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PhD Theses

Machine learning techniques for neurotechnology with applications for healthy users and patients
Citation key Hoehne2014
Author Höhne, Johannes
Year 2014
School Technische Universität Berlin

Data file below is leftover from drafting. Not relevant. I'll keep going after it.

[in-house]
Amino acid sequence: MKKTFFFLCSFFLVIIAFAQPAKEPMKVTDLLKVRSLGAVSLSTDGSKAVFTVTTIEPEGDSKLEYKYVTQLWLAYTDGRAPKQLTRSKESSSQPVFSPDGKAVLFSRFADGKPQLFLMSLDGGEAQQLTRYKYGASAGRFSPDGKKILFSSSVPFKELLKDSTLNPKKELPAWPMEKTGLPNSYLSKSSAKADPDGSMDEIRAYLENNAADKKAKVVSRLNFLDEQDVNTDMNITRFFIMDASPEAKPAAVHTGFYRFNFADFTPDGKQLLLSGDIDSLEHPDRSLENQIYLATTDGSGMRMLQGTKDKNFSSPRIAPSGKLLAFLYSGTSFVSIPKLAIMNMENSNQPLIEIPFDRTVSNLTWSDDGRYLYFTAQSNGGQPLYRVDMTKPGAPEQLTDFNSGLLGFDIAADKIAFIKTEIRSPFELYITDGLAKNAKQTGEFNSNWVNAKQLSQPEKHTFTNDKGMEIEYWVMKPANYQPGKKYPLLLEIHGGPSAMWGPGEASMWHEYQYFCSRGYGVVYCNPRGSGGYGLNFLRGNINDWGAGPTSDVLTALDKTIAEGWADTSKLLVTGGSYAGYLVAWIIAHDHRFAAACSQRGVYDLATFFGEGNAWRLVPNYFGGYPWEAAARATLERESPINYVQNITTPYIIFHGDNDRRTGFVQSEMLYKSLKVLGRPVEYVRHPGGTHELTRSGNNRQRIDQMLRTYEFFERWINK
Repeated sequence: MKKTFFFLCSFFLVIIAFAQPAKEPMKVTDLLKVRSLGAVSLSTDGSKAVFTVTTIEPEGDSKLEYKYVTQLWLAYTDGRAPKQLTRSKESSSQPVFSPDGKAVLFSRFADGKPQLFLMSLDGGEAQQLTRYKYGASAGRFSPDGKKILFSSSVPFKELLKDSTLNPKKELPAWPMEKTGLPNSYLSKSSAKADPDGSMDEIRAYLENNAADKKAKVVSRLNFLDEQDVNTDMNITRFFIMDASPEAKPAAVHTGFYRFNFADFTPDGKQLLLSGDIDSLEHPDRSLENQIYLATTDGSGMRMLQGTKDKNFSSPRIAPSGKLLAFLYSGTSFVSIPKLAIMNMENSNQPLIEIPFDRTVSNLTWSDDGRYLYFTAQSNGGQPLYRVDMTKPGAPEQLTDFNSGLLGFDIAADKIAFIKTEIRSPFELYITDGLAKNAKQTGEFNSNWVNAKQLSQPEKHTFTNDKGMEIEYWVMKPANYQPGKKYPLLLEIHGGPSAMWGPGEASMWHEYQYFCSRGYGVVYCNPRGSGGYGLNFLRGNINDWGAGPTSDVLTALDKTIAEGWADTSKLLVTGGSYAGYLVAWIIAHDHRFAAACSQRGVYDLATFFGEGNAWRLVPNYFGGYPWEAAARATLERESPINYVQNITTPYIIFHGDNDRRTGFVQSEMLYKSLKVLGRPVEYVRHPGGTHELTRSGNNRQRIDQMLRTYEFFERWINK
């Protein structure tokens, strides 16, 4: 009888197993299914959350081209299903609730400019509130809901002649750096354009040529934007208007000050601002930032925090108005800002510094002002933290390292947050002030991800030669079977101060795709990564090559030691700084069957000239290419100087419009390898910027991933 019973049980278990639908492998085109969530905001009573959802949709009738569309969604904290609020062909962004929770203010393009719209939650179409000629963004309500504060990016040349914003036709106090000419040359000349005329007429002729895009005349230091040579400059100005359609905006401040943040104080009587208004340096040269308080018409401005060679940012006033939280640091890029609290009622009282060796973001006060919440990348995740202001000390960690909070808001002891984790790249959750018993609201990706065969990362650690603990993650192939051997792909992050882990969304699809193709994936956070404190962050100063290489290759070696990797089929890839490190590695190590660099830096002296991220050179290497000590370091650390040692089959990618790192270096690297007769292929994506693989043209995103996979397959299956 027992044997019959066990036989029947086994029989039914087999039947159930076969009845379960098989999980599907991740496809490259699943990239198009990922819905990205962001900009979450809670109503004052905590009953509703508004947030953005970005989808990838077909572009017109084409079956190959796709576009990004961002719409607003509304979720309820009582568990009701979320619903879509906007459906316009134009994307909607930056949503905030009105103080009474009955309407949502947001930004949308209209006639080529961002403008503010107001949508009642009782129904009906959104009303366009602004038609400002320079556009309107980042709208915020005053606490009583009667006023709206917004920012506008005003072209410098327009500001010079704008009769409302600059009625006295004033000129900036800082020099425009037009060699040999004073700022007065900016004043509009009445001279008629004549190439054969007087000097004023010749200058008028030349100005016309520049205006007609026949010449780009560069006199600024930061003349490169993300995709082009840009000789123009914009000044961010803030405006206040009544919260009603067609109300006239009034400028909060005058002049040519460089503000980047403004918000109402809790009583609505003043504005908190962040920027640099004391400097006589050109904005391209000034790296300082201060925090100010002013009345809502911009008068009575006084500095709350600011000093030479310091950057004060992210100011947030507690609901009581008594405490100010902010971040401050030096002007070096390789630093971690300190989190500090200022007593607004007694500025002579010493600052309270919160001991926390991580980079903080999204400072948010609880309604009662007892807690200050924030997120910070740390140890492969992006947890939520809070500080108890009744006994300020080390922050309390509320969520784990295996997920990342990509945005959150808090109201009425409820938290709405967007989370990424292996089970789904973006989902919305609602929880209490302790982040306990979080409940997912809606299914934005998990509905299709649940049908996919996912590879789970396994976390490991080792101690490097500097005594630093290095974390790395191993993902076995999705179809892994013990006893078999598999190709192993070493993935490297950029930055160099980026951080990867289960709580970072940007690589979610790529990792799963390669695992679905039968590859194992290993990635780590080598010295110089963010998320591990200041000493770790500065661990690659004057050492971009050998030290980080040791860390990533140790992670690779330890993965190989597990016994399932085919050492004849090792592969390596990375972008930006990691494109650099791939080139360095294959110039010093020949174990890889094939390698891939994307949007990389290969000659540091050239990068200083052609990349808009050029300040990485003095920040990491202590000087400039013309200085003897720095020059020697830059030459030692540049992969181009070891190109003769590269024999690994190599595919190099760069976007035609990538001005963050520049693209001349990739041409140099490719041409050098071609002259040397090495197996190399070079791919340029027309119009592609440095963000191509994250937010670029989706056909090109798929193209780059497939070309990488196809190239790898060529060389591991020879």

Abstract Advances in Neurotechnology are based on the recording and analysis of brain activity. Brain- Computer Interfaces (BCIs) constitute a very active research area within Neurotechnology. BCIs make it possible for brain activity to be directly translated into control commands and thus enable a communication channel that is independent of muscle control. One major goal of this research is to help people who cannot communicate independently, due to neural diseases such as stroke or Amyotrophic Lateral Sclerosis (ALS). BCIs may help these patients with advanced paralysis regain their communication abilities by using their minds to interact with their surroundings. This thesis contributes to the developments of BCIs in three ways. Firstly, novel auditory BCI paradigms – named PASS2D and CharStreamer – are described and evaluated in online studies with healthy users. Both paradigms are based on Event Related Potentials (ERPs) and provide an intuitive and fast communication with BCI for users with impaired vision. While prior auditory BCI paradigms are rather complicated to use, the CharStreamer can be operated with instructions as simple as "please attend to the letter that you want to spell". Additionally, two offline studies investigate the impact of stimulus properties on the ERPs, and the performance and usability of a BCI system. However, the above mentioned studies also indicate that the state-of-the-art analysis pipeline for ERP-based BCI paradigms might be suboptimal, as ERPs exhibit additional label information which is not exploited in a Linear Discriminant Analysis (LDA). Therefore, the second main contribution of this thesis deals with methodological improvements which yield more accurate data analysis than state-of-the-art methods. It is shown that neuroimaging data – in particular EEG data arising from BCI paradigms – exhibit intrinsic subclass structure, which can be exploited in a meaningful way. A novel Machine Learning method – called Relevance Subclass LDA (RSLDA) – is developed and tested on multiple EEG and fMRI data sets. It is shown that RSLDA yields increased classification accuracy, as well as a better interpretation of the underlying structure in the data. Both aspects are highly favorable, suggesting that RSLDA is suitable for various classification problems within neuroimaging and beyond. Thirdly, a BCI study is conducted with severely motor-impaired individuals. It is shown that the application of modern Machine Learning methods allows to set up a highly flexible BCI system for patients with severe paralysis. This enables to achieve significant BCI control within a very small number of sessions. Moreover, this study shows that communication via BCI can be faster and more robust than communication with other assisted technology which is based on muscle activity. This shows for the first time that the neuronal signals of an attempted motor execution can be detected prior to the muscular movement of a patient.
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